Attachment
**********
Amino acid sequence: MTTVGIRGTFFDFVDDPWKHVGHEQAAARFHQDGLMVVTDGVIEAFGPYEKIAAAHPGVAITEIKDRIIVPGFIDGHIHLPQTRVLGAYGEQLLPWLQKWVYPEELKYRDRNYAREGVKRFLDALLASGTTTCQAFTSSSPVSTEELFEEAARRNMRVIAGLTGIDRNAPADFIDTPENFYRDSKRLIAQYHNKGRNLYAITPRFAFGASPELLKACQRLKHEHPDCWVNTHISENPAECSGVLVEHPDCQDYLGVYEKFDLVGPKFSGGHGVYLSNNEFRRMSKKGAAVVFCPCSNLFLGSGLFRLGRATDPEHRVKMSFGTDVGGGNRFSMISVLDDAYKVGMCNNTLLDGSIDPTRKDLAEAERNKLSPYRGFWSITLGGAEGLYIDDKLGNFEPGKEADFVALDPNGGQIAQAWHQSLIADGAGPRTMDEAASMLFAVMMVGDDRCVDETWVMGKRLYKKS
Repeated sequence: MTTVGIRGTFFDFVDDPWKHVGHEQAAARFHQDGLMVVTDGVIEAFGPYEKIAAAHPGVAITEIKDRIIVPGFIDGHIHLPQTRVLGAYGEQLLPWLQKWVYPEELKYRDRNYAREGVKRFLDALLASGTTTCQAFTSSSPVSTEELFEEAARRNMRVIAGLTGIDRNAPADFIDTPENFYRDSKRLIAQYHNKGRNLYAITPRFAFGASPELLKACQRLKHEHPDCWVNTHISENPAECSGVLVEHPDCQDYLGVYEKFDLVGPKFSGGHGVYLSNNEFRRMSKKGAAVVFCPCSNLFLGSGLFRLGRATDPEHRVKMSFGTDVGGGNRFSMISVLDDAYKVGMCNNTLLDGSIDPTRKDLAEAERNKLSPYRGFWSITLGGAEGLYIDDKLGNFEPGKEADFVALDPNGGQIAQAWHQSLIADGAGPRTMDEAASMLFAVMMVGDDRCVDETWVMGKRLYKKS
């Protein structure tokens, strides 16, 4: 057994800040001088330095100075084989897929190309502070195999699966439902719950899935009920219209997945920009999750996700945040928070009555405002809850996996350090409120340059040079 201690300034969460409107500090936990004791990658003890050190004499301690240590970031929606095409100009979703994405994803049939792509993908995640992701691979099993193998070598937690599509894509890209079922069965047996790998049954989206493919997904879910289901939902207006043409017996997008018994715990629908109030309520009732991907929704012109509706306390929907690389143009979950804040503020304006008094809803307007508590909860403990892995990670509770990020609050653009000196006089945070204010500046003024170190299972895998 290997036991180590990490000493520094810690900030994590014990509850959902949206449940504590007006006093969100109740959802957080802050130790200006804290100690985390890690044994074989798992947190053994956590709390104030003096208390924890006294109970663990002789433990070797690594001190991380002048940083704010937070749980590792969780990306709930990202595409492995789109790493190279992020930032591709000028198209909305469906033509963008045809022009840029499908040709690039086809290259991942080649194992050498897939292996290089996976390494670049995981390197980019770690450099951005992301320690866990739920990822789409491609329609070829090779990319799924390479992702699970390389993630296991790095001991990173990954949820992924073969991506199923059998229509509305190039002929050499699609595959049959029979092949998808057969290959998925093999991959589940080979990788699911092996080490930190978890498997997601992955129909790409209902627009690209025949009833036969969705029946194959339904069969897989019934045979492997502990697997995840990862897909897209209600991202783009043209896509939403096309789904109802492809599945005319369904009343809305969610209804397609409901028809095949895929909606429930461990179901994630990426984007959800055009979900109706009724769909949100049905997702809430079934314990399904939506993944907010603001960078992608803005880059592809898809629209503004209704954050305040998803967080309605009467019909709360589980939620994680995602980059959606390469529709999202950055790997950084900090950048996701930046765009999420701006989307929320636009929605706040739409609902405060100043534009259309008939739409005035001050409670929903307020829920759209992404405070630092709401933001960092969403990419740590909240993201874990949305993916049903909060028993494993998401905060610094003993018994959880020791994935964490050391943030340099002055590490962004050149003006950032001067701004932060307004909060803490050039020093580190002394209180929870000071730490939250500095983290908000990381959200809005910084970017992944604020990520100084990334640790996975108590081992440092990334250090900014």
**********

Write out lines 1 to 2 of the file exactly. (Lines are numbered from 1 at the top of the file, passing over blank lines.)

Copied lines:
Amino acid sequence: MTTVGIRGTFFDFVDDPWKHVGHEQAAARFHQDGLMVVTDGVIEAFGPYEKIAAAHPGVAITEIKDRIIVPGFIDGHIHLPQTRVLGAYGEQLLPWLQKWVYPEELKYRDRNYAREGVKRFLDALLASGTTTCQAFTSSSPVSTEELFEEAARRNMRVIAGLTGIDRNAPADFIDTPENFYRDSKRLIAQYHNKGRNLYAITPRFAFGASPELLKACQRLKHEHPDCWVNTHISENPAECSGVLVEHPDCQDYLGVYEKFDLVGPKFSGGHGVYLSNNEFRRMSKKGAAVVFCPCSNLFLGSGLFRLGRATDPEHRVKMSFGTDVGGGNRFSMISVLDDAYKVGMCNNTLLDGSIDPTRKDLAEAERNKLSPYRGFWSITLGGAEGLYIDDKLGNFEPGKEADFVALDPNGGQIAQAWHQSLIADGAGPRTMDEAASMLFAVMMVGDDRCVDETWVMGKRLYKKS
Repeated sequence: MTTVGIRGTFFDFVDDPWKHVGHEQAAARFHQDGLMVVTDGVIEAFGPYEKIAAAHPGVAITEIKDRIIVPGFIDGHIHLPQTRVLGAYGEQLLPWLQKWVYPEELKYRDRNYAREGVKRFLDALLASGTTTCQAFTSSSPVSTEELFEEAARRNMRVIAGLTGIDRNAPADFIDTPENFYRDSKRLIAQYHNKGRNLYAITPRFAFGASPELLKACQRLKHEHPDCWVNTHISENPAECSGVLVEHPDCQDYLGVYEKFDLVGPKFSGGHGVYLSNNEFRRMSKKGAAVVFCPCSNLFLGSGLFRLGRATDPEHRVKMSFGTDVGGGNRFSMISVLDDAYKVGMCNNTLLDGSIDPTRKDLAEAERNKLSPYRGFWSITLGGAEGLYIDDKLGNFEPGKEADFVALDPNGGQIAQAWHQSLIADGAGPRTMDEAASMLFAVMMVGDDRCVDETWVMGKRLYKKS